And nothing sells like positive results.
Tip 4: Add Images
Images can take a decent post and make it great.
The key to shareable content is to find relatable graphics.
Using stock photos for the sole purpose of using images may look better than a completely text-based piece of content, but it’s pointless if it doesn’t benefit the reader.
For example, don’t use a picture of a blank computer screen when writing about technological issues, instead, you could try using a shot of a man pulling his hair out.
When you find images that have emotional appeal, your customers, who are likely in the same position, will be better able to relate to your content.
Lastly, try to find or create images and infographics.
By having graphics paired with your content, you’re offering material that’s easier to read and understand.
According to Forbes, articles with images get 94% more views than articles without. That’s too large of a percentage to pass up on.
Tip 5: Provide Answers
No one wants to finish an article with more questions than they arrived with.
Again, people are consuming your content for a reason.
Remember that with your headline, you’ve made a promise to answer their question, so you need to be sure your content provides the answers they were looking for.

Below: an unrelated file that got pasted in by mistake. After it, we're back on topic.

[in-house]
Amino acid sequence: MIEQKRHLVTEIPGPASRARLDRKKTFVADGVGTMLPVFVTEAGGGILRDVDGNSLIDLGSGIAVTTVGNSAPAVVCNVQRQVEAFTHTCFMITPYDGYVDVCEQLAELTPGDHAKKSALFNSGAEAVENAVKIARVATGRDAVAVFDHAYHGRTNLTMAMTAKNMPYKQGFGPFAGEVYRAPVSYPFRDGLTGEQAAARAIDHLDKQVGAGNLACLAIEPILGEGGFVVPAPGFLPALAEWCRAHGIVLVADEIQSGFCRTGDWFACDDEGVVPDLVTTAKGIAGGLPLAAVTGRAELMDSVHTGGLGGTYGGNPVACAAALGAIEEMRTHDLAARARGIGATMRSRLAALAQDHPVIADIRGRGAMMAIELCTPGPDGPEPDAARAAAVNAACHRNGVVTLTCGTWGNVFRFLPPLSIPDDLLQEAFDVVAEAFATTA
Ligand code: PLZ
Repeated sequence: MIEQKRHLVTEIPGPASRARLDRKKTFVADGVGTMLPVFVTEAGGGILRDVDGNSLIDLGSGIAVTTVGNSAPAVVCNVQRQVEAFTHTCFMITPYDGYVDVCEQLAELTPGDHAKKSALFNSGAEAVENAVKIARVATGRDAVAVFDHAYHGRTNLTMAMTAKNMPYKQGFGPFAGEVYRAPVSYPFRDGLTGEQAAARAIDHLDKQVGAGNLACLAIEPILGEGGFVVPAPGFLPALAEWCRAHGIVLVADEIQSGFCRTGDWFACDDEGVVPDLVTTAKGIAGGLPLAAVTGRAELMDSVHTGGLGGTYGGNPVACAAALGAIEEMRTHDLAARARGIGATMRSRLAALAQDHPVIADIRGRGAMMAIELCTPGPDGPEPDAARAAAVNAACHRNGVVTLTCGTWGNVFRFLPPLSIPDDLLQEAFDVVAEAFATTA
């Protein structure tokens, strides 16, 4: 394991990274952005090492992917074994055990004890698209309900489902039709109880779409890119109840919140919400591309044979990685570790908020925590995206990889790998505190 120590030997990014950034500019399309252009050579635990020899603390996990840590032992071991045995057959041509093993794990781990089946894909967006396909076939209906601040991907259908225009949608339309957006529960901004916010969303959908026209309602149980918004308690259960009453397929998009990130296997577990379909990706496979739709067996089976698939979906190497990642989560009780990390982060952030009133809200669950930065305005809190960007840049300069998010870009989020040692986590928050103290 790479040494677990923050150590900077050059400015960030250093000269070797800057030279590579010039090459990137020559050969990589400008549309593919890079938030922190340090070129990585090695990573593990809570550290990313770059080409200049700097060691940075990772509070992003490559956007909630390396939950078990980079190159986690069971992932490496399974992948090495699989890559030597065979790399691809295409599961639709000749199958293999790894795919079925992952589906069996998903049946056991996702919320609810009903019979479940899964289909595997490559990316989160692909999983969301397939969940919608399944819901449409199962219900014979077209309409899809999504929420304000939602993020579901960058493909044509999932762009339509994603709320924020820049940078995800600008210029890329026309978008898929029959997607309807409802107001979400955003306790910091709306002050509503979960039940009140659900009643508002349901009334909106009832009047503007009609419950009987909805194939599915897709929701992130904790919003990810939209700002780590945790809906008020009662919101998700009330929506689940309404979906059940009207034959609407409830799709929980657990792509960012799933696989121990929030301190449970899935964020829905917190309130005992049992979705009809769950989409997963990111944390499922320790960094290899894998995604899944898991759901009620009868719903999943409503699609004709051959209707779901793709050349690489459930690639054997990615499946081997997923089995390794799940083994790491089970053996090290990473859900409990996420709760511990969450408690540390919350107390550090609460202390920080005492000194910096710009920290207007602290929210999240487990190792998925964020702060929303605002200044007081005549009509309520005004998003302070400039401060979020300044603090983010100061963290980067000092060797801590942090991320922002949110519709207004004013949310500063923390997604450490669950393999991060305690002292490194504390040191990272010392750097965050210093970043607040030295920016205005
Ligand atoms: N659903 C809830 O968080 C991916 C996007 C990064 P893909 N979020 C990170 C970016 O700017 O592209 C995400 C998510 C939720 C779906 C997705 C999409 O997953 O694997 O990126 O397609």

If you’re having trouble knowing whether you’ve sufficiently answered the question or not, try reading your content from a potential customers perspective and think of questions they might ask.
It can be difficult to explain to a beginner, a topic you’re well versed in, but by putting yourself in their shoes, you can eliminate a lot of the issues.
To Sum It All Up
These tips may sound simple but that’s because they are.
Writing great content isn’t reserved for the Shakespeares and Tolstoys of our generation.
It’s attainable to anyone who focuses on the basics and can get pen to paper, or hands to keyboard.
Any Other Ideas?
So now I turn it over to you…
Is there anything else you do when trying to create new content?
Or are there any other strategies you’ve heard about that you’re going to try next?
Leave your thoughts in the comments section below now.